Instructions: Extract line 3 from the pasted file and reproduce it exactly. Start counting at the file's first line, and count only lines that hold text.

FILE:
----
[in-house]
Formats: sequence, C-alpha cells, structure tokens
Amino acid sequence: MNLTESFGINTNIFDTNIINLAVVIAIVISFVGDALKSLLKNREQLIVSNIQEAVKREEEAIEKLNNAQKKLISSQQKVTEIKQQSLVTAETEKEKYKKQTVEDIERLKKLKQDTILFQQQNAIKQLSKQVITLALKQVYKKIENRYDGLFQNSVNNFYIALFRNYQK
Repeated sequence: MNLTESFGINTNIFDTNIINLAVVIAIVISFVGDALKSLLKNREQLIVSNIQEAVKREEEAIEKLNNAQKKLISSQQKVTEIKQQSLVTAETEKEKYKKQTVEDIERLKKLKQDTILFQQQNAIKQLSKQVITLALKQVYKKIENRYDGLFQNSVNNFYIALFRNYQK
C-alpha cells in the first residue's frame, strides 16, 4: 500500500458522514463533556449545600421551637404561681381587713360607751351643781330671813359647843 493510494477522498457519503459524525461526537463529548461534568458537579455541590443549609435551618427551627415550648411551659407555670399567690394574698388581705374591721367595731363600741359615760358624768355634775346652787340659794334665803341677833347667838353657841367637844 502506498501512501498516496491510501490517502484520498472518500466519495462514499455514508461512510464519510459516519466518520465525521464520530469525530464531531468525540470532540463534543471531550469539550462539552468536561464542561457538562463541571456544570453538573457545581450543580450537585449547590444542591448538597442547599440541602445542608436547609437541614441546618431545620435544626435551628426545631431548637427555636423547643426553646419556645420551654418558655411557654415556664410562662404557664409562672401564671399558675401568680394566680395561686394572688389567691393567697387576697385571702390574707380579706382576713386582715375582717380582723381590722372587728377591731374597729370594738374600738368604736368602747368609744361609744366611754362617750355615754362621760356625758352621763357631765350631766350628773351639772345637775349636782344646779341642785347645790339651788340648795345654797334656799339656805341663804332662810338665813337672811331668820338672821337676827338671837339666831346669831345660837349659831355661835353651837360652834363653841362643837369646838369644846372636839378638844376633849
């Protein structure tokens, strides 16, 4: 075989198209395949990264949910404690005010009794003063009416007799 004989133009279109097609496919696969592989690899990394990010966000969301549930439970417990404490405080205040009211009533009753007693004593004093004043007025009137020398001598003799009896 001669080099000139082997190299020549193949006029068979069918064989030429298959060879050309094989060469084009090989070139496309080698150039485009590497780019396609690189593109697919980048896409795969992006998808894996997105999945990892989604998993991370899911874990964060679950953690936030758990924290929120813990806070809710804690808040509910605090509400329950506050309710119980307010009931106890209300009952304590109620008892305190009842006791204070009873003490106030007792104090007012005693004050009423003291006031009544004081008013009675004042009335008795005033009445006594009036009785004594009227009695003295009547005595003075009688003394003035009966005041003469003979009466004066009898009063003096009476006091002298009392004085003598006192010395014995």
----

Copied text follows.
Amino acid sequence: MNLTESFGINTNIFDTNIINLAVVIAIVISFVGDALKSLLKNREQLIVSNIQEAVKREEEAIEKLNNAQKKLISSQQKVTEIKQQSLVTAETEKEKYKKQTVEDIERLKKLKQDTILFQQQNAIKQLSKQVITLALKQVYKKIENRYDGLFQNSVNNFYIALFRNYQK